Art Therapists are certified professionals in the mental health field who use their knowledge and passion for art and therapy to help their patients cope with physical, emotional or mental disorders.
Using a variety of artistic activities and projects, an Art Therapist will guide their patients through their individual coping process to help them heal at the emotional and self-esteem level.
Individuals who want to become an Art Therapist can use their therapeutic background and artistic skills to help their patients heal on a more holistic level.
Their skills can help treat the depression, stress and anxiety involved with a physical or mental diagnosis.
Education Requirements to Become an Art Therapist
Individuals who want to become an Art Therapist need a combination of innate skills, certification and educational background in order to join this profession.
An Art Therapist must first attain their bachelor’s degree from an accredited college or university.
Individuals can acquire a bachelor’s in Art or Recreational Therapy or a similar field and take specialized courses in Psychology and Studio Art to prepare them for the Masters Art Therapy program.
Individuals must then apply to a Master’s program in Art Therapy.
The American Art Therapy Association recommends that individuals create a portfolio of art to present their artistic abilities.
In addition, the Association recommends that individuals have 18 credit hours of studio art classes as well as 12 credit hours of Psychology courses in order to apply for Art Therapy Master programs.
You may visit the American Art Therapy Association website to learn more detailed information regarding this profession, how to become a member and learn more information about the recommended Art Therapy programs in the nation.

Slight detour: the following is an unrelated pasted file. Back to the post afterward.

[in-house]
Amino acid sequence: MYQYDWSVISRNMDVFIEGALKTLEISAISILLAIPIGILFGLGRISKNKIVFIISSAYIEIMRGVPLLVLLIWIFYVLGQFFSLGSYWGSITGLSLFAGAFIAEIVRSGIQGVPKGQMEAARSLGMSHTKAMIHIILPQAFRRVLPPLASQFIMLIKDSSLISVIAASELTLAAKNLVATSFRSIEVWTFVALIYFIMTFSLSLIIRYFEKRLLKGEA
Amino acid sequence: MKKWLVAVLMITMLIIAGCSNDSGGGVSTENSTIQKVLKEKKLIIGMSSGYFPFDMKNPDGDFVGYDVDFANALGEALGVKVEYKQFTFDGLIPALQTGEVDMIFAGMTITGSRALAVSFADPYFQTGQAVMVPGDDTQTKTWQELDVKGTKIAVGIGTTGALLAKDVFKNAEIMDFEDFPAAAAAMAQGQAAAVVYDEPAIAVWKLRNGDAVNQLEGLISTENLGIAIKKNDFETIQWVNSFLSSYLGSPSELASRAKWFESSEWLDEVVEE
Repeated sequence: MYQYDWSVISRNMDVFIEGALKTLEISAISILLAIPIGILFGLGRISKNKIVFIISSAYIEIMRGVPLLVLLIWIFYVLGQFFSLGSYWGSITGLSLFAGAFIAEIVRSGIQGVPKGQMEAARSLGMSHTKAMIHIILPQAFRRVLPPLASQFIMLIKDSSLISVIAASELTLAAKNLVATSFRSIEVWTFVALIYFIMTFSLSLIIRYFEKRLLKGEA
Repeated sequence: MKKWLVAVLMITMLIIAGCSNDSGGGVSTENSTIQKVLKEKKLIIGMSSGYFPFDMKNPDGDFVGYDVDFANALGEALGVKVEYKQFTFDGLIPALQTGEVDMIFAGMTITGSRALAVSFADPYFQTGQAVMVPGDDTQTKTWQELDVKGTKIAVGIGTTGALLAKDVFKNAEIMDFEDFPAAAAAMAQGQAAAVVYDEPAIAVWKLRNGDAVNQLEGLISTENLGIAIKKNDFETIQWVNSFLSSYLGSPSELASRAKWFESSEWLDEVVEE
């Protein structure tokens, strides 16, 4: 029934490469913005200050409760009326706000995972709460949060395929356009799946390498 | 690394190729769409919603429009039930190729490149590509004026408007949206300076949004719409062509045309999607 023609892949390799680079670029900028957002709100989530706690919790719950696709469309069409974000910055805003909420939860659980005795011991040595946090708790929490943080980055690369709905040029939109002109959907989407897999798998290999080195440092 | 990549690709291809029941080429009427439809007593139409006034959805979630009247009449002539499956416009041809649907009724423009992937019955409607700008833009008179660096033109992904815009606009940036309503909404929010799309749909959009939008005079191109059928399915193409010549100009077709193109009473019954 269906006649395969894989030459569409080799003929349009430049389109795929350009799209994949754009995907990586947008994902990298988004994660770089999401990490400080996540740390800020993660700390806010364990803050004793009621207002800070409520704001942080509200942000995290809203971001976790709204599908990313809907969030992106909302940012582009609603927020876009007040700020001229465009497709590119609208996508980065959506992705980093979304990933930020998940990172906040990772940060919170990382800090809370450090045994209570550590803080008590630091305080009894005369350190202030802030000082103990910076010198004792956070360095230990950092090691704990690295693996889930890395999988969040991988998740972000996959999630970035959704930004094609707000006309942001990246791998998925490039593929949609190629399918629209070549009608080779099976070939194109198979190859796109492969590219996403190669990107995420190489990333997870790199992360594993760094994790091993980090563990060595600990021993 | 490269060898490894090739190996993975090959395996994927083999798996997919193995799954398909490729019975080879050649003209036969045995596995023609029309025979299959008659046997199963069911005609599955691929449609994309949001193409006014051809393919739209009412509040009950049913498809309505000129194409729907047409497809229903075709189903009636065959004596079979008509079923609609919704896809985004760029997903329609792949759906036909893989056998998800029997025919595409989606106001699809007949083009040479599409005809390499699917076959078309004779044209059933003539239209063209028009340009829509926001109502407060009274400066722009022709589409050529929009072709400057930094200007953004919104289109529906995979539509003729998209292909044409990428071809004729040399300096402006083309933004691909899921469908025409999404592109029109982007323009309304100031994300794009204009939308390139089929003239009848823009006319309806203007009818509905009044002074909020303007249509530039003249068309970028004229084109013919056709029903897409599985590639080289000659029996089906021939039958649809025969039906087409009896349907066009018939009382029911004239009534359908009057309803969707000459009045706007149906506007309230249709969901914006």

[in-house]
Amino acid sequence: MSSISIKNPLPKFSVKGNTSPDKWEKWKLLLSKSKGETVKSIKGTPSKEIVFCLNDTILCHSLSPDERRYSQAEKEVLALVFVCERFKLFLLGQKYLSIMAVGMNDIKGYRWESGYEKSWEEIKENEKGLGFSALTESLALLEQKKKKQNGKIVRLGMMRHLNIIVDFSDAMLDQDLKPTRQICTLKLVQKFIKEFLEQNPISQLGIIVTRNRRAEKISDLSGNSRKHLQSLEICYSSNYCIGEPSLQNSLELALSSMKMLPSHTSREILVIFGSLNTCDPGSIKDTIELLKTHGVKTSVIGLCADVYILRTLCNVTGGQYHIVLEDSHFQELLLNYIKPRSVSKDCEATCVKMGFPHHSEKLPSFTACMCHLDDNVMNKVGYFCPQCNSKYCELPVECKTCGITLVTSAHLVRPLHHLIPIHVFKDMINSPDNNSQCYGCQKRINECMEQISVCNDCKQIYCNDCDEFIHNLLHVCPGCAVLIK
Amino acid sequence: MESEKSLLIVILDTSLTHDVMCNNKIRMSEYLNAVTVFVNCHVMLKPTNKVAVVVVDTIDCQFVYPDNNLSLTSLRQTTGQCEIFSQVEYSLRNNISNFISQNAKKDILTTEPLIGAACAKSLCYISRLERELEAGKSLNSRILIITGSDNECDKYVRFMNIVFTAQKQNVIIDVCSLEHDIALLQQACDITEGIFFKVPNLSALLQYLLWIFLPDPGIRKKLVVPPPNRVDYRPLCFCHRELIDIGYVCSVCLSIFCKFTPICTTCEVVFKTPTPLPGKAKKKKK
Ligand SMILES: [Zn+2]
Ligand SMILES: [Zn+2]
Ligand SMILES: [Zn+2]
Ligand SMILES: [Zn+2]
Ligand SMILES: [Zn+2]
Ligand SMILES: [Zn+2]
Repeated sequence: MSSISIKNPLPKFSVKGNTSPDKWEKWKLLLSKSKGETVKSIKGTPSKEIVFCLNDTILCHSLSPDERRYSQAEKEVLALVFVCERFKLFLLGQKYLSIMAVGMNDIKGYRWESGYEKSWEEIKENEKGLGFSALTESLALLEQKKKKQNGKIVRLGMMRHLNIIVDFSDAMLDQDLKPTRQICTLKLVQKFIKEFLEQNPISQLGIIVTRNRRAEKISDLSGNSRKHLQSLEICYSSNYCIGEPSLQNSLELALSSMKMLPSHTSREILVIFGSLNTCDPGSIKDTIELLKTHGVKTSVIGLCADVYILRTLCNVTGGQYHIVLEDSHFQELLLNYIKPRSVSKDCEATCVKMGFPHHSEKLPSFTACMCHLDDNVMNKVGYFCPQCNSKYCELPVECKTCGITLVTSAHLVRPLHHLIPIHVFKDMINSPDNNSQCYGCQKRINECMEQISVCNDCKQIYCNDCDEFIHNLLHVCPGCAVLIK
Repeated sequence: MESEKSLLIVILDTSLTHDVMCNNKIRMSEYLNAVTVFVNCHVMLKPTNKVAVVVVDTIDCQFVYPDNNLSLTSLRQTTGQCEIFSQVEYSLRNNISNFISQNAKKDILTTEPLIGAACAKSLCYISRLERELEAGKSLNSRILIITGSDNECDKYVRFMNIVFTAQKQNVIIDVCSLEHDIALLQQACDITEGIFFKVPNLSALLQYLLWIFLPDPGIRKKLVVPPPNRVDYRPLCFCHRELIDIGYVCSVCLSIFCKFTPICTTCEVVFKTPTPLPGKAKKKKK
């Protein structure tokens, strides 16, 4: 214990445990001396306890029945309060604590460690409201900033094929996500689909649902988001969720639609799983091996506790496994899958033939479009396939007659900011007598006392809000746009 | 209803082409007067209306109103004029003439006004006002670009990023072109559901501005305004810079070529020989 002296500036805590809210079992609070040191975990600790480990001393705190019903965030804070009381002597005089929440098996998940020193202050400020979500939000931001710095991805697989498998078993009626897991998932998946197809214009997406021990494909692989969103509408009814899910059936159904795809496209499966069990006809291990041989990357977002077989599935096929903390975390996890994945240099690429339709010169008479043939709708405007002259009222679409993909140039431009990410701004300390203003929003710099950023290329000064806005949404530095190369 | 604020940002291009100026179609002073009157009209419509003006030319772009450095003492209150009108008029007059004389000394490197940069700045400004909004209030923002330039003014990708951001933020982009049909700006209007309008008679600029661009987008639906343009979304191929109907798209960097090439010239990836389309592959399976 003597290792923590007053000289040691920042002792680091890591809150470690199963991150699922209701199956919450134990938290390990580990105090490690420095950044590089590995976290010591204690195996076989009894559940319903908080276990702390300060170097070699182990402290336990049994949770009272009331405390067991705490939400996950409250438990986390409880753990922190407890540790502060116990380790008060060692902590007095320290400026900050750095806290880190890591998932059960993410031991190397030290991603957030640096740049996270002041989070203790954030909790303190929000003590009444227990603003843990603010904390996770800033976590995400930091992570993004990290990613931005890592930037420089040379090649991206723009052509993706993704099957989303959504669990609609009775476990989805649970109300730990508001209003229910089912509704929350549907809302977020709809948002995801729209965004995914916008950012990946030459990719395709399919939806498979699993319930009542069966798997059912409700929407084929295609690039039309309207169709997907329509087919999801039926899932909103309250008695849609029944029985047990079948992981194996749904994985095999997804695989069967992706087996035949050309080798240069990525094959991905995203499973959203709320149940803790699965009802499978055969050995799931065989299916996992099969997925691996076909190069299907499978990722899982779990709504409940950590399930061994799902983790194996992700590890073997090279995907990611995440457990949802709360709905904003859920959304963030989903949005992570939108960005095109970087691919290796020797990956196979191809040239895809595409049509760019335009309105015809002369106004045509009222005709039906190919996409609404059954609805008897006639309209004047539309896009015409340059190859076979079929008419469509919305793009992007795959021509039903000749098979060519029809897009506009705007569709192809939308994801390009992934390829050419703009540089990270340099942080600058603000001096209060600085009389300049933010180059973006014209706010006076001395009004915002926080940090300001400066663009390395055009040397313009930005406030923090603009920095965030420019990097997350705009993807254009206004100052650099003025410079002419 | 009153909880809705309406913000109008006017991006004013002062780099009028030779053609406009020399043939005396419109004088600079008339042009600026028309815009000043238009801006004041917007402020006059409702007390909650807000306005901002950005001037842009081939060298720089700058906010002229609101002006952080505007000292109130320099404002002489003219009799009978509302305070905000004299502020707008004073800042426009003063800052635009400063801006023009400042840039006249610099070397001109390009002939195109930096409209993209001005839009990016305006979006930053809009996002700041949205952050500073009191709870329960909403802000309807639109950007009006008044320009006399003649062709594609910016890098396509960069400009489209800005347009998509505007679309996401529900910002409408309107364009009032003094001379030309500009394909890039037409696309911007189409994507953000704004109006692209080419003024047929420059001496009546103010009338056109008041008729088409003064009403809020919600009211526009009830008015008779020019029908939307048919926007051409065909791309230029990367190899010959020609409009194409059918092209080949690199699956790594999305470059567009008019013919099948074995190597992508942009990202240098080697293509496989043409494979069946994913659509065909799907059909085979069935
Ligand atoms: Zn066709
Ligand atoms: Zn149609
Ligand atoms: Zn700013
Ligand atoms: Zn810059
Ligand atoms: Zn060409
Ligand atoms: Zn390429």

During the course of their Art Therapy Master’s degree, individuals will focus on classes in psychology, psychotherapy, human development, patient assessment, ethics as well as many different topics in Art Therapy.
In addition, individuals must also seek certification in order to become an Art Therapist.
Art Therapists must meet registration requirements to become a Registered Art Therapist (ATR).
In addition, individuals may also register for the advanced ATR-BC which indicates that an Art Therapist has been board certified.
For more information on the distinction, visit the Art Therapy Credentials Board (ATCB) website.
Art Therapist Job Description
Art Therapists use their background in the visual arts, psychotherapy, human development counseling and their patient’s creative process to help them overcome emotional, physical and mental problems associated with the diagnosis of an illness, disease or disorder.
Art Therapists may work with patients with the following disorders:
- Anxiety/Depression or other mental problems
- Mental Illness
- Substance abuse problems
- Difficulties related to a disability or illness
- Trauma or Post Traumatic Stress Disorder
- Physical, cognitive or neurological disorders
- Individuals have social or other problems related to a medical illness or diagnosis
In conjunction with other medical professionals and sometimes working as part of a health care team, Art Therapists work to develop a plan and strategy that will enhance a patient’s emotional, physical and mental well-being.
Some common types of art used in Art Therapy can include, sketching, painting, sculpting and sometimes music.
Art Therapist Salary and Career Path
The median annual income for Recreational Therapists, including Art Therapists, was approximately $42,280 in 2012.
The exact salary will depend on work experience and the industry an Art Therapist works in.
For example, the industry paying the highest wage for this profession is the Federal Executive Branch that pays a median annual income of approximately $65,240 while the lowest paying industry are Residential Care Facilities that pay an average wage of $36,930 per year.
Positions and job opportunities for Recreation Therapists, including Art Therapists, are expected to increase by 13 percent through the year 2022.
This average growth is attributed to the aging baby boomer generation.
This increase will make this specialized type of therapy more accessible to older patients who suffer from age related diseases such as Alzheimer’s, strokes and any other age related illness or ailment.
Art Therapists use their passion for art and therapeutic background to treat and help their patient’s overcome and accept diagnosed illnesses or disorders.
Their skills are vital in helping their patients conquer any depression or shame related to being diagnosed.
Individuals interested in becoming an Art Therapist can also look into other Recreational Therapies such as Music Therapy, Sports Therapy or Physical Therapy if interested in this line of work.